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Anti-Net Neutrality Bill Introduced in House

As promised, House Republicans have not left the FCC's net neutrality rules unchallenged in the new Congress, backing a bill that would invalidate the federal agency's new regulations over the Web.

Rep. Marsha Blackburn (R-Tenn.) on Wednesday filed the Internet Freedom Act which states that the authority to regulate the Internet rests with Congress, not the FCC.

The bill is co-signed by more than 60 legislators, including the majority of Republican members on the House Energy and Commerce Committee.

"The only sector of our economy showing growth is online. In these times, for an unelected bureaucracy with dubious jurisdiction and misplaced motives to unilaterally regulate that growth is intolerable," said Blackburn on Wednesday. "The internet is more than a communications platform with modems, fiber, and e-mail. It is a marketplace; one that should be kept free."

Last month, the FCC voted 3-2 to approve net neutrality regulations, with the three Democrat commissioners making up the majority of the vote.

The rules would require internet providers to treat all legal content equally and prevent them from blocking competitive content or charging sites more for a high-speed access lane.

While supporters of the regulation say it would protect new businesses using the Web, critics argue that the regulation would stifle innovation and impede on the internet service providers' plans to expand their broadband networks and boost speed.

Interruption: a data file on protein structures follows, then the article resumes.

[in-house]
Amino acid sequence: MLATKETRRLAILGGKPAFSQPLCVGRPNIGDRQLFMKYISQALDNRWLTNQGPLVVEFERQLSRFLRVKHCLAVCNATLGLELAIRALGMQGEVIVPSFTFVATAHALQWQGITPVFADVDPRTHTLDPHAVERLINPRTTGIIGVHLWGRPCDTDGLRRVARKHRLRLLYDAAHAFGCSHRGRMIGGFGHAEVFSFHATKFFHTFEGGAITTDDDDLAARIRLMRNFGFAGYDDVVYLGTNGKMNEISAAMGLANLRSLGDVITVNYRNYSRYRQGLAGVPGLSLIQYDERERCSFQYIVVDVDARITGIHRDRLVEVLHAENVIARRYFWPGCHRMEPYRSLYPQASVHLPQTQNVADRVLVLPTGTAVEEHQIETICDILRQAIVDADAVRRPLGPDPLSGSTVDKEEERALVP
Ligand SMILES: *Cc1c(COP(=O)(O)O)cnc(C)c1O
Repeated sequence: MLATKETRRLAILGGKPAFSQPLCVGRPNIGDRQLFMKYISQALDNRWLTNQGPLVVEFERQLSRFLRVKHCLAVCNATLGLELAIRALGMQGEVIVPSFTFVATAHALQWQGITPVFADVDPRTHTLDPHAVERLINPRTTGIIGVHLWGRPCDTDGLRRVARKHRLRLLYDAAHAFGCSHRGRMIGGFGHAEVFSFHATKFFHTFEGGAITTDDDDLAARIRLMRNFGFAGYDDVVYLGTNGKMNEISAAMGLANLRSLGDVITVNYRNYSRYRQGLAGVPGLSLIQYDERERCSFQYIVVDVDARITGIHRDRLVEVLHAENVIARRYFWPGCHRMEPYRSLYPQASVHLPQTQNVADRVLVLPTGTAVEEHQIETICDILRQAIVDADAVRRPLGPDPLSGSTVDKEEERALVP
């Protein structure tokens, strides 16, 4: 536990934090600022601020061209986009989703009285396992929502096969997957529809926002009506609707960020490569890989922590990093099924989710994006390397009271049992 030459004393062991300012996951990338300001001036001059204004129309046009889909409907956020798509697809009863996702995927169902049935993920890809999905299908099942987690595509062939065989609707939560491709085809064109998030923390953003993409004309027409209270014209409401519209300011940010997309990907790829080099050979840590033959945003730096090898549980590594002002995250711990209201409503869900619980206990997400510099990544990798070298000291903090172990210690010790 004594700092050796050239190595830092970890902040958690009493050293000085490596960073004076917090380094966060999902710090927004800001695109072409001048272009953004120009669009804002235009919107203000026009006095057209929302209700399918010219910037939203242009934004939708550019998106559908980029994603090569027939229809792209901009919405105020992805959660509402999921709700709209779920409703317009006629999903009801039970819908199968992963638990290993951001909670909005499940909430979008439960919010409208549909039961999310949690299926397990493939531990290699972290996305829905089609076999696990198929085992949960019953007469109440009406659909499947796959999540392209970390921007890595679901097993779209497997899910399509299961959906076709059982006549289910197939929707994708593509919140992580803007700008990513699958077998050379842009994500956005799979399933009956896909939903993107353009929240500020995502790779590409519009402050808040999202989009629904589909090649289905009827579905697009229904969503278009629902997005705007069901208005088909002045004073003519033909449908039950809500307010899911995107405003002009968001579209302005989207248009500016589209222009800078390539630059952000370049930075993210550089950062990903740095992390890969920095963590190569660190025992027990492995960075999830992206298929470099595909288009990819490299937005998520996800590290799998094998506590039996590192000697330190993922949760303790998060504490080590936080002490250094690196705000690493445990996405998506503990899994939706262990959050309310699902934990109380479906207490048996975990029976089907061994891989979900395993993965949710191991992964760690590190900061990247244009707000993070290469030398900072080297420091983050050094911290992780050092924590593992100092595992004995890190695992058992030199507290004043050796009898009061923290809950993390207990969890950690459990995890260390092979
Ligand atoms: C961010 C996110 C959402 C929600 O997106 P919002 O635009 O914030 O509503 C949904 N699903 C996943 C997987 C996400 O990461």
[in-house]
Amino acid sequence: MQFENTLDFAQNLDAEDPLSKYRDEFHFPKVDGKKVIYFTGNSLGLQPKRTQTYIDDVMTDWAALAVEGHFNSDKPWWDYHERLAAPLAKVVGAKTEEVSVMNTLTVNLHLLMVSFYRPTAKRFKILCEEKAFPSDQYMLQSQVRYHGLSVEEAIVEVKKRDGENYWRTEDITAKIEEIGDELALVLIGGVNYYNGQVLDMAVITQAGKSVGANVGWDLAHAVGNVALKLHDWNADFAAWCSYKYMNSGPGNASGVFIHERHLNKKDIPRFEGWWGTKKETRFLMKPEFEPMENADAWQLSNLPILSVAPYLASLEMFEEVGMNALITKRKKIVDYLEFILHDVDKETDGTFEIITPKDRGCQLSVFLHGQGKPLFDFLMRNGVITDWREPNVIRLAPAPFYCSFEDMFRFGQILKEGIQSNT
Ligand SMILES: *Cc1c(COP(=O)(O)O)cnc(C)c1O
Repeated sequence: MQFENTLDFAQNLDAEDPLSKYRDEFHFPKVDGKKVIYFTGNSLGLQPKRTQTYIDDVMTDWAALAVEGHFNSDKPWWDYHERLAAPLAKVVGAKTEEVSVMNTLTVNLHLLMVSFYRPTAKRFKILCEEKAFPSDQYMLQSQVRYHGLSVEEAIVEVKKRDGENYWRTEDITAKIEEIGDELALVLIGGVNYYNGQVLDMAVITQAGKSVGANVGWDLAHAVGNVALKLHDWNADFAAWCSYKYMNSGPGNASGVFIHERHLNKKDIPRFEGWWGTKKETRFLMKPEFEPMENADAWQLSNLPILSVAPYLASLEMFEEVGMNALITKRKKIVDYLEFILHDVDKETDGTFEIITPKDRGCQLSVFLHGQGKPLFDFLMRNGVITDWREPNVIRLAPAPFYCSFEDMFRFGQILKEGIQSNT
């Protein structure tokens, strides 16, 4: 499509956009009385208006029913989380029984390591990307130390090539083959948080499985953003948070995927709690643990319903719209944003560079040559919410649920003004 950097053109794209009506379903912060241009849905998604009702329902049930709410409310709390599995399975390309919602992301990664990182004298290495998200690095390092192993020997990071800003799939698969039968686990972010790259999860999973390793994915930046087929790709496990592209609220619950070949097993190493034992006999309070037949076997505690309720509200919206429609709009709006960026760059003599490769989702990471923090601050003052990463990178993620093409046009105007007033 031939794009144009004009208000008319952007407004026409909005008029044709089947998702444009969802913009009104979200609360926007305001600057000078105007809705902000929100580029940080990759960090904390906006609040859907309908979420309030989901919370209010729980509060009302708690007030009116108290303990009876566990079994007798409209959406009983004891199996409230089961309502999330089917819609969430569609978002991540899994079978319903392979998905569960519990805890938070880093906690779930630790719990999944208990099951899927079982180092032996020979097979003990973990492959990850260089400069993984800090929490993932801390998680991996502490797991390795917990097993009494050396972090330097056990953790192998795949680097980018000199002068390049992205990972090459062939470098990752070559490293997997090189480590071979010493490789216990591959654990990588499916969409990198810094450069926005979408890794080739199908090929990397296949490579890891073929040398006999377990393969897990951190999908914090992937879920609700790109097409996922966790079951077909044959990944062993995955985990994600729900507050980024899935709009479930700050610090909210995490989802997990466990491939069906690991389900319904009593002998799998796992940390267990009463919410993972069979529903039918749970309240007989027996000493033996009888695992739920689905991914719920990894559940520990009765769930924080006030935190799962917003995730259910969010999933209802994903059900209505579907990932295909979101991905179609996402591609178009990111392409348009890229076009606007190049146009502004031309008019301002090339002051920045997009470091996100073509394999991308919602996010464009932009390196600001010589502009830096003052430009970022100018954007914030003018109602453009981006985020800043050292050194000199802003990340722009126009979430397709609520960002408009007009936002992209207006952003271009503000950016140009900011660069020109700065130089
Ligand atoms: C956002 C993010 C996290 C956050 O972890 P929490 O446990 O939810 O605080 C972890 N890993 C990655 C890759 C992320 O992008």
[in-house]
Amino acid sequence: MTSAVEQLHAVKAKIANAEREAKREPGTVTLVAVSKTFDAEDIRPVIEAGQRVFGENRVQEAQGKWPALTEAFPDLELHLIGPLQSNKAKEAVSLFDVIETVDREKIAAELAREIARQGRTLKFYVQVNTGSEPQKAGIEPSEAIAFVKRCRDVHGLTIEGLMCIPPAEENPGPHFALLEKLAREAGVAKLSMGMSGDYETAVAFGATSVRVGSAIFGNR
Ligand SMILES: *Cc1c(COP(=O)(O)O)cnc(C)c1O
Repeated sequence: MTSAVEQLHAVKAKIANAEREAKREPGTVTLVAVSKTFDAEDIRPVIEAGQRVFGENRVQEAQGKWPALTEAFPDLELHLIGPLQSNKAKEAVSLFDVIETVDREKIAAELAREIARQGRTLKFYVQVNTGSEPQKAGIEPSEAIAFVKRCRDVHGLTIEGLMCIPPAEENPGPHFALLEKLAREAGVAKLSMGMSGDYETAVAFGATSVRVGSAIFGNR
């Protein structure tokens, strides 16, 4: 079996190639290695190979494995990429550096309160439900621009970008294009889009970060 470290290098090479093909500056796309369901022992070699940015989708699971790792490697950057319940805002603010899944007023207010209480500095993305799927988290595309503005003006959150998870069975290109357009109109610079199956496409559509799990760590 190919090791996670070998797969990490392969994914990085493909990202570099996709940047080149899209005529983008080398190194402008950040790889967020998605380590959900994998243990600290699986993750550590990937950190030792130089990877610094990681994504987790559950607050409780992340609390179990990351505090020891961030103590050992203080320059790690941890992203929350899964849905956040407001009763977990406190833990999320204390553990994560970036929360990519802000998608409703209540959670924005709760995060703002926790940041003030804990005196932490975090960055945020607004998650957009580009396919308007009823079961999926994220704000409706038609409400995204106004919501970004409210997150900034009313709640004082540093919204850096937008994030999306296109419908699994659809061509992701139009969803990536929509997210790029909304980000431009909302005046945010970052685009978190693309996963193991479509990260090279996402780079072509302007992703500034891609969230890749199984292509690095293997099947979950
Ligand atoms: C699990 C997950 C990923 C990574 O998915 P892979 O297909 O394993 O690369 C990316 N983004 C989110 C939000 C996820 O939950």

Public interest groups have expressed dissatisfaction over the rules, saying more regulation is needed over wireless providers in order to protect consumers.

The National Religious Broadcasters, the nation's largest group of Christian broadcasters, meanwhile, warns that net neutrality rules might pose problems for communicating the gospel on the Internet and new media technologies.

Blackburn, who introduced a similar bill last year, sees the legislation as an intermediate step in repealing the FCC's net neutrality regulation.

"I agree that the Internet faces a number of challenges," she said. "Only Congress can address those challenges without compounding them. Until we do, the FCC and other federal bureaucracies should keep their hands off the 'net.'"

On Wednesday, the FCC announced its Open Internet Apps Challenge, a contest that calls on developers to create apps that would help broadband consumers monitor their providers' compliance with net neutrality rules. The apps would provide "users with real-time data about their fixed or mobile broadband Internet connection, as well as Internet-wide patterns and trends based on aggregate data."

Research papers that analyze Internet openness measurements and techniques will also be accepted as part of the FCC challenge.

A Rasmussen poll in December found that 54 percent of likely U.S. voters are opposed to the FCC's regulation of the Web. Only 21 percent wanted the government to handle the Internet in the same way it does radio or television.

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